Windows 10 already has a high performance mode for serious pro users who perform intensive tasks on their computer, such as video editing, rendering, and all sorts of geeky processing power-hungry stuff, but if that's not enough, Microsoft is upping the ante.
The Redmond company has now released a Windows 10 preview build for Fast Ring Insiders that touts a new "Ultimate Performance" mode geared for those running pro workstations.
Windows 10 Ultimate Performance Mode
A Windows 10 system in Ultimate Performance mode disregards power management features altogether to eliminate "micro-latencies" and boost raw speed, which is handy for users dabbling in computing activities that use heavy amounts of power, such as 3D modeling, animation, and the ones mentioned above.
"Demanding workloads on workstations always desire more performance. As part of our effort to provide the absolute maximum performance we're introducing a new power policy called Ultimate Performance," Microsoft said in a blog post.
There are two ways to enable Ultimate Performance mode. Either manufacturers enable it by default on new systems from the get-go, or users themselves switch it on. To do this, go to the Control Panel, then Hardware and Sound, and click on Power Options. From there, users can simply toggle Ultimate Performance on or off. Like other power management modes available on Windows 10, this mode is customizable.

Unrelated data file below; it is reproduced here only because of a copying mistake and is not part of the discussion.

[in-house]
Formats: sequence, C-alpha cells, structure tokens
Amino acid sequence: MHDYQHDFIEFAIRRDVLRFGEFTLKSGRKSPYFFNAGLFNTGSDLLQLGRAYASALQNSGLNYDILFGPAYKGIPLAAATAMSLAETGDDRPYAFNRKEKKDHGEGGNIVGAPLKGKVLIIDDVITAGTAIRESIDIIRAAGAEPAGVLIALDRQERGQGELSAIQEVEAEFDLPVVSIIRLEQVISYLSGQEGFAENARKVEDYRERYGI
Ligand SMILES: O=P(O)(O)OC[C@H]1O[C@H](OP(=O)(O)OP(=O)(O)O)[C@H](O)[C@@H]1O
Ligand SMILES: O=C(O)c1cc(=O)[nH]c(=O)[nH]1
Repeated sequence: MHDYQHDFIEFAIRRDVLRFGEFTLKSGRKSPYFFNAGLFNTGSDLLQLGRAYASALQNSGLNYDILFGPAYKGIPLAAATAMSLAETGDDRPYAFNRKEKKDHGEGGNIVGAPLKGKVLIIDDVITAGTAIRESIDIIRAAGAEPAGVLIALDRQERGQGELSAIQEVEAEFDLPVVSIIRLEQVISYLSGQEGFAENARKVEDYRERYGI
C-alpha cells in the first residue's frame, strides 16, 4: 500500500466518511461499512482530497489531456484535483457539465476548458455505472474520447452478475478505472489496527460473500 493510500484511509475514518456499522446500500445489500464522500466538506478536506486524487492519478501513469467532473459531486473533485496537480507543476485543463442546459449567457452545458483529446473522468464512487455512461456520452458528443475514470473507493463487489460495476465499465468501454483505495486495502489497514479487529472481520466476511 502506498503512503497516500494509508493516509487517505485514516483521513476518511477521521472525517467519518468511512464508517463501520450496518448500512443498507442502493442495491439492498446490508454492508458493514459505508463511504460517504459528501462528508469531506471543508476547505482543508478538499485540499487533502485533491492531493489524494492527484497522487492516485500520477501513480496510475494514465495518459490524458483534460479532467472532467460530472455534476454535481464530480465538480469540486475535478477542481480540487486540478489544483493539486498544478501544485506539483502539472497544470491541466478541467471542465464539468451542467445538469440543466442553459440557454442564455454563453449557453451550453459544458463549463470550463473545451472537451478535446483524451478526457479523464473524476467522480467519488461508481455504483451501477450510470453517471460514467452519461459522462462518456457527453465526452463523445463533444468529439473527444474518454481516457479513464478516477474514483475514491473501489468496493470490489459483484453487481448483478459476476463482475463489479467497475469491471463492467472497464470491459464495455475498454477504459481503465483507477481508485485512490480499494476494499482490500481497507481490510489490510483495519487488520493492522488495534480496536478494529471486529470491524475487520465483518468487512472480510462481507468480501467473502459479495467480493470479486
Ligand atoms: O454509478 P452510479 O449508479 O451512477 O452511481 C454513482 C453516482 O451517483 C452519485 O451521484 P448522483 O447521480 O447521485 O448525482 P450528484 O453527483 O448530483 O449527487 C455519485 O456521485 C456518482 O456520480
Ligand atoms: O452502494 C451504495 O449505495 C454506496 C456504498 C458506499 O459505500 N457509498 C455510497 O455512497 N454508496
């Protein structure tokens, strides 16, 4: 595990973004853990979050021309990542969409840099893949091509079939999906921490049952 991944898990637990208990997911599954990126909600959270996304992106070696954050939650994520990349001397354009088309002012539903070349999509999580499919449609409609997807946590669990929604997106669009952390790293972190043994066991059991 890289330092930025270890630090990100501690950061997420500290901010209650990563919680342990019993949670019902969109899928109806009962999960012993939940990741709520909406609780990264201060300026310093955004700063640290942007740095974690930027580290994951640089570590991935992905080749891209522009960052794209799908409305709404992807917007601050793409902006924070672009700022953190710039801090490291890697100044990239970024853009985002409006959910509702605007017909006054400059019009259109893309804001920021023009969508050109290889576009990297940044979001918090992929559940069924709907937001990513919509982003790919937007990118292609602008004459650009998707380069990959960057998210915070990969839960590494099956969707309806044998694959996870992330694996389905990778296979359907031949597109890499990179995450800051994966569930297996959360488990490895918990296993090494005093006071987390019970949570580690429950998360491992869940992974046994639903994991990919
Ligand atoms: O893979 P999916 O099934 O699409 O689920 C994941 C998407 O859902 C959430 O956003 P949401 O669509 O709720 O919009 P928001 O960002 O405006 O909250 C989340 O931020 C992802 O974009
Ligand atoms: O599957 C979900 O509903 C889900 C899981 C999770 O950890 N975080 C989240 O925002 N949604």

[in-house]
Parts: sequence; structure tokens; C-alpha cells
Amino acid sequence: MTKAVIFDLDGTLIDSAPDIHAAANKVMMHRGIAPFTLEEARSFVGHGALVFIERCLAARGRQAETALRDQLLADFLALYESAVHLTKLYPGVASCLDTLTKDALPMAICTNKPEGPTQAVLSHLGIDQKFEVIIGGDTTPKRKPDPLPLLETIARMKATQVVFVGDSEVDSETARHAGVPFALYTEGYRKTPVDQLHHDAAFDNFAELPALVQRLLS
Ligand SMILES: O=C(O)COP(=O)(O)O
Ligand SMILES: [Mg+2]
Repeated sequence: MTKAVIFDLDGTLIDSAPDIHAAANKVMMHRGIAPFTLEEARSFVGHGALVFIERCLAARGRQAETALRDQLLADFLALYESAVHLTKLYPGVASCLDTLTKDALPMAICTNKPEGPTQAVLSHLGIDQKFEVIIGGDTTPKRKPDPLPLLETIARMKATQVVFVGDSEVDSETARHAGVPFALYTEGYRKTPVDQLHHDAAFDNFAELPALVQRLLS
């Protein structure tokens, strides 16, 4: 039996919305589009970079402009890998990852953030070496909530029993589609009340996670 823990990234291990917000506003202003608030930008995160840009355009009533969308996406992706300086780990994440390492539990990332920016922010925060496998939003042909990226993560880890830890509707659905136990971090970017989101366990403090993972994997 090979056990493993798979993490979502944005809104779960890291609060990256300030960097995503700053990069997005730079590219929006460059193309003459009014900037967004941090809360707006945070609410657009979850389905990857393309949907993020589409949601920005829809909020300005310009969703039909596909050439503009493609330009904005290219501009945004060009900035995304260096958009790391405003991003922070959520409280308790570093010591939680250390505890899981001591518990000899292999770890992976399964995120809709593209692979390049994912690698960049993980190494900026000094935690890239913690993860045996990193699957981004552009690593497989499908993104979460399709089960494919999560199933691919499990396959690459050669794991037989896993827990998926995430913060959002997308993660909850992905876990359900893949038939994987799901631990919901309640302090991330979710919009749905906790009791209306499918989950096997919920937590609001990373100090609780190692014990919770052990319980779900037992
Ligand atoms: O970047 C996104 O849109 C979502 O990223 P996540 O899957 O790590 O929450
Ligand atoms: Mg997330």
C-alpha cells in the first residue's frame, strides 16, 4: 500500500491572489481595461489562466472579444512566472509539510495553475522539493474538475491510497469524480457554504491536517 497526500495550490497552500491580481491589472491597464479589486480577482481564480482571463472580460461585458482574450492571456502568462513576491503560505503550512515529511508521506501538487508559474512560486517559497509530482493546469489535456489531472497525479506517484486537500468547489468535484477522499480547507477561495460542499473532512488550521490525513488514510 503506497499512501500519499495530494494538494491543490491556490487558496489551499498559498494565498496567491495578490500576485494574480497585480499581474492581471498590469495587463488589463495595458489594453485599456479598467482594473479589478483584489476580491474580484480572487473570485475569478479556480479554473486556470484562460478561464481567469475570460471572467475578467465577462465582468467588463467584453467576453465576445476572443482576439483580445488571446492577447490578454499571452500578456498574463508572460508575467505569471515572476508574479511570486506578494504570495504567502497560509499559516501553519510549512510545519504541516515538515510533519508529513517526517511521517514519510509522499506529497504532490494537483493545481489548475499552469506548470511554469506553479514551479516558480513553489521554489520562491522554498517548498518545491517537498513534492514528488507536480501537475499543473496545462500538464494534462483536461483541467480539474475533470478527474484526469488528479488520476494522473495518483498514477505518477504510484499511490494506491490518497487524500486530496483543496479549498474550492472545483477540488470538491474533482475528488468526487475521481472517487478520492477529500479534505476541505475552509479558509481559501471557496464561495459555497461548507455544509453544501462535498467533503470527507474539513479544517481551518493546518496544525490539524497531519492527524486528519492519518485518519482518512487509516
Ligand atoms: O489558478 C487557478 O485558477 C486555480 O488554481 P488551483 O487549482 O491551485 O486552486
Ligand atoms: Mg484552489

Not Available On Battery-Powered Devices
Also, because Ultimate Performance mode is only geared for power users who work on seriously spec'd out hardware, this mode isn't currently available on machines powered by a battery. Microsoft also warns that the mode will definitely consume more power than the default balanced plan and may directly impact hardware. It remains to be determined whether Microsoft will eventually offer this mode on battery-powered machines, but that prospect seems highly unlikely.
Aside from the mode, Microsoft also added other improvement in the latest build, including an update set of designs for emoji, plus the ability to search using emoji in more languages.
Users now also have more control over which Universal Windows Platform apps can access their full file system. If an app has the broad files system access restricted capability, users will receive a dialog prompting them to accept or deny the request.
Make sure to check out Microsoft's blog post to find out everything that's been added. As always, if you have anything to share, feel free to sound them off in the comments section below!